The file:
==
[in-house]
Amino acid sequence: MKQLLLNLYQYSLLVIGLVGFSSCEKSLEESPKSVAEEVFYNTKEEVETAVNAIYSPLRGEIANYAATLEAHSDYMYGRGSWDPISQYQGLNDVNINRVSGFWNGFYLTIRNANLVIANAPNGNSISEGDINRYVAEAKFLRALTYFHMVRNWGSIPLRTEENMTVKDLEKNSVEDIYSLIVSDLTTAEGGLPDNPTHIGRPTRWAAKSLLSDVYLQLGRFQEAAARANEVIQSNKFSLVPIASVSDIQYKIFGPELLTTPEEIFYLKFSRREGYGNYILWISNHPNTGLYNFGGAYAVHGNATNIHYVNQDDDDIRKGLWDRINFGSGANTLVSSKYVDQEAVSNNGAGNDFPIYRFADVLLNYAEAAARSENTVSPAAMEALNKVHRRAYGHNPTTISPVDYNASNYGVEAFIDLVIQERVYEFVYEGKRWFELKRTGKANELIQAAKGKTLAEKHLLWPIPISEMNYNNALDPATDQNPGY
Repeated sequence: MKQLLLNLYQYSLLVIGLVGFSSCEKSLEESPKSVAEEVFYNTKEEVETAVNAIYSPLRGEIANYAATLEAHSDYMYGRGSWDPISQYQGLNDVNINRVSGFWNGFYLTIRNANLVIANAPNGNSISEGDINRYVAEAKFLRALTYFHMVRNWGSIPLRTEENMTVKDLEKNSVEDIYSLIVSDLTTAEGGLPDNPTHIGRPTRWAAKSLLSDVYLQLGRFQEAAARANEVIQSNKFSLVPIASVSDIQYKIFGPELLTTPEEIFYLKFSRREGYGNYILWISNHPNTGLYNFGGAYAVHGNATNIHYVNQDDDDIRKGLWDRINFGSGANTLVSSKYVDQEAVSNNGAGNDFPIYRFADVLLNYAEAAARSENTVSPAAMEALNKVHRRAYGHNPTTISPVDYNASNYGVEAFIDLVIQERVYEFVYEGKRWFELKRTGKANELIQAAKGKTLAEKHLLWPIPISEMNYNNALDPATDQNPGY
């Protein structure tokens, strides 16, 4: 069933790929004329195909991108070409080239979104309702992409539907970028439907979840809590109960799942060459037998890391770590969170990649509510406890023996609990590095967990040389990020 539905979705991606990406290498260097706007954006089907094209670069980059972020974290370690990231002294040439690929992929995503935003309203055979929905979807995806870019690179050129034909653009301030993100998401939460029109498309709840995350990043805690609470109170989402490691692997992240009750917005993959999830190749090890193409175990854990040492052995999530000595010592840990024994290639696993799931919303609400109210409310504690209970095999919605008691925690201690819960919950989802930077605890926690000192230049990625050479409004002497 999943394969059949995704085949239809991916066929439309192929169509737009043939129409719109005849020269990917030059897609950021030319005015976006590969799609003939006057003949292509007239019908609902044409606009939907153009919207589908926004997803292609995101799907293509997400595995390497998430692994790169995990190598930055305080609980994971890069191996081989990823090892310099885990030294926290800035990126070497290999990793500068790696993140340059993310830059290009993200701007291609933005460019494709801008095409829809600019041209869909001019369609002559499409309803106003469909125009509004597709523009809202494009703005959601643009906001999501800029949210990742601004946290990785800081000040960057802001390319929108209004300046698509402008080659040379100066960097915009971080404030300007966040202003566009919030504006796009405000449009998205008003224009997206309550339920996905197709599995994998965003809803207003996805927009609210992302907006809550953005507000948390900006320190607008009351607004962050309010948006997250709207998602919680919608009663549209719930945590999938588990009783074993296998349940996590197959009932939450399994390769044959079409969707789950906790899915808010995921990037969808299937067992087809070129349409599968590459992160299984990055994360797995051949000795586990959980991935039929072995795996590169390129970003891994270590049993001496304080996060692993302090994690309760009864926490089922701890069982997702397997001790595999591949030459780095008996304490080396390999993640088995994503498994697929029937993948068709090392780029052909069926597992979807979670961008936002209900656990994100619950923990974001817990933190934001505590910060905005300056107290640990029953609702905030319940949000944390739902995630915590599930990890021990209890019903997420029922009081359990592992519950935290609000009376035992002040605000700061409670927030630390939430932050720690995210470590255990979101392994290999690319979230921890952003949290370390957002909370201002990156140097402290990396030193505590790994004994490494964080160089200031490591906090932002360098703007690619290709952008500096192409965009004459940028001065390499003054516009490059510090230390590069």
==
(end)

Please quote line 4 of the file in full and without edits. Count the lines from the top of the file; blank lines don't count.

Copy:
């Protein structure tokens, strides 16, 4: 069933790929004329195909991108070409080239979104309702992409539907970028439907979840809590109960799942060459037998890391770590969170990649509510406890023996609990590095967990040389990020 539905979705991606990406290498260097706007954006089907094209670069980059972020974290370690990231002294040439690929992929995503935003309203055979929905979807995806870019690179050129034909653009301030993100998401939460029109498309709840995350990043805690609470109170989402490691692997992240009750917005993959999830190749090890193409175990854990040492052995999530000595010592840990024994290639696993799931919303609400109210409310504690209970095999919605008691925690201690819960919950989802930077605890926690000192230049990625050479409004002497 999943394969059949995704085949239809991916066929439309192929169509737009043939129409719109005849020269990917030059897609950021030319005015976006590969799609003939006057003949292509007239019908609902044409606009939907153009919207589908926004997803292609995101799907293509997400595995390497998430692994790169995990190598930055305080609980994971890069191996081989990823090892310099885990030294926290800035990126070497290999990793500068790696993140340059993310830059290009993200701007291609933005460019494709801008095409829809600019041209869909001019369609002559499409309803106003469909125009509004597709523009809202494009703005959601643009906001999501800029949210990742601004946290990785800081000040960057802001390319929108209004300046698509402008080659040379100066960097915009971080404030300007966040202003566009919030504006796009405000449009998205008003224009997206309550339920996905197709599995994998965003809803207003996805927009609210992302907006809550953005507000948390900006320190607008009351607004962050309010948006997250709207998602919680919608009663549209719930945590999938588990009783074993296998349940996590197959009932939450399994390769044959079409969707789950906790899915808010995921990037969808299937067992087809070129349409599968590459992160299984990055994360797995051949000795586990959980991935039929072995795996590169390129970003891994270590049993001496304080996060692993302090994690309760009864926490089922701890069982997702397997001790595999591949030459780095008996304490080396390999993640088995994503498994697929029937993948068709090392780029052909069926597992979807979670961008936002209900656990994100619950923990974001817990933190934001505590910060905005300056107290640990029953609702905030319940949000944390739902995630915590599930990890021990209890019903997420029922009081359990592992519950935290609000009376035992002040605000700061409670927030630390939430932050720690995210470590255990979101392994290999690319979230921890952003949290370390957002909370201002990156140097402290990396030193505590790994004994490494964080160089200031490591906090932002360098703007690619290709952008500096192409965009004459940028001065390499003054516009490059510090230390590069």